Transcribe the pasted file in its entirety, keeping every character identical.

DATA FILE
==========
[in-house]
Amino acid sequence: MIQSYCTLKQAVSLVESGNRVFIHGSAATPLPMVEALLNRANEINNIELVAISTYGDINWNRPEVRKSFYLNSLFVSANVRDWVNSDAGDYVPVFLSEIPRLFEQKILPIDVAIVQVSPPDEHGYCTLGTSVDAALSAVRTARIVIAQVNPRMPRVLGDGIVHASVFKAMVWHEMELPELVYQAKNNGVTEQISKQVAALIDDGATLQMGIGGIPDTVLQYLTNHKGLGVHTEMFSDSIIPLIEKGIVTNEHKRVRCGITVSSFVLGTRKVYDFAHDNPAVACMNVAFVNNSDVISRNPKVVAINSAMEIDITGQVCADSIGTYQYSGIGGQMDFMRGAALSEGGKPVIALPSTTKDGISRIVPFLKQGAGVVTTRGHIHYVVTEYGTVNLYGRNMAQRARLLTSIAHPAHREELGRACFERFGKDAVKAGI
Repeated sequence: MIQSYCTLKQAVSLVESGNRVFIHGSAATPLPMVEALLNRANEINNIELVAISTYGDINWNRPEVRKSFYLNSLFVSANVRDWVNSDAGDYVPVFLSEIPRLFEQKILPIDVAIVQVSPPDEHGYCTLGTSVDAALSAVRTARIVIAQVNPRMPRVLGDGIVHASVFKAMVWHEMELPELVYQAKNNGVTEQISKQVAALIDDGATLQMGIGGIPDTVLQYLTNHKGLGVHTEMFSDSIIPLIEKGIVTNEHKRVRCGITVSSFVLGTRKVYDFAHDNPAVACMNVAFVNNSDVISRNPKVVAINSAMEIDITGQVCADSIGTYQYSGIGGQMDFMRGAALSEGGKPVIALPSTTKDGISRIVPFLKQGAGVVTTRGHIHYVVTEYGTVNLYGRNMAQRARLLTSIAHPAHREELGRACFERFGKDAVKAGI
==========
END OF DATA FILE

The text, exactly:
[in-house]
Amino acid sequence: MIQSYCTLKQAVSLVESGNRVFIHGSAATPLPMVEALLNRANEINNIELVAISTYGDINWNRPEVRKSFYLNSLFVSANVRDWVNSDAGDYVPVFLSEIPRLFEQKILPIDVAIVQVSPPDEHGYCTLGTSVDAALSAVRTARIVIAQVNPRMPRVLGDGIVHASVFKAMVWHEMELPELVYQAKNNGVTEQISKQVAALIDDGATLQMGIGGIPDTVLQYLTNHKGLGVHTEMFSDSIIPLIEKGIVTNEHKRVRCGITVSSFVLGTRKVYDFAHDNPAVACMNVAFVNNSDVISRNPKVVAINSAMEIDITGQVCADSIGTYQYSGIGGQMDFMRGAALSEGGKPVIALPSTTKDGISRIVPFLKQGAGVVTTRGHIHYVVTEYGTVNLYGRNMAQRARLLTSIAHPAHREELGRACFERFGKDAVKAGI
Repeated sequence: MIQSYCTLKQAVSLVESGNRVFIHGSAATPLPMVEALLNRANEINNIELVAISTYGDINWNRPEVRKSFYLNSLFVSANVRDWVNSDAGDYVPVFLSEIPRLFEQKILPIDVAIVQVSPPDEHGYCTLGTSVDAALSAVRTARIVIAQVNPRMPRVLGDGIVHASVFKAMVWHEMELPELVYQAKNNGVTEQISKQVAALIDDGATLQMGIGGIPDTVLQYLTNHKGLGVHTEMFSDSIIPLIEKGIVTNEHKRVRCGITVSSFVLGTRKVYDFAHDNPAVACMNVAFVNNSDVISRNPKVVAINSAMEIDITGQVCADSIGTYQYSGIGGQMDFMRGAALSEGGKPVIALPSTTKDGISRIVPFLKQGAGVVTTRGHIHYVVTEYGTVNLYGRNMAQRARLLTSIAHPAHREELGRACFERFGKDAVKAGI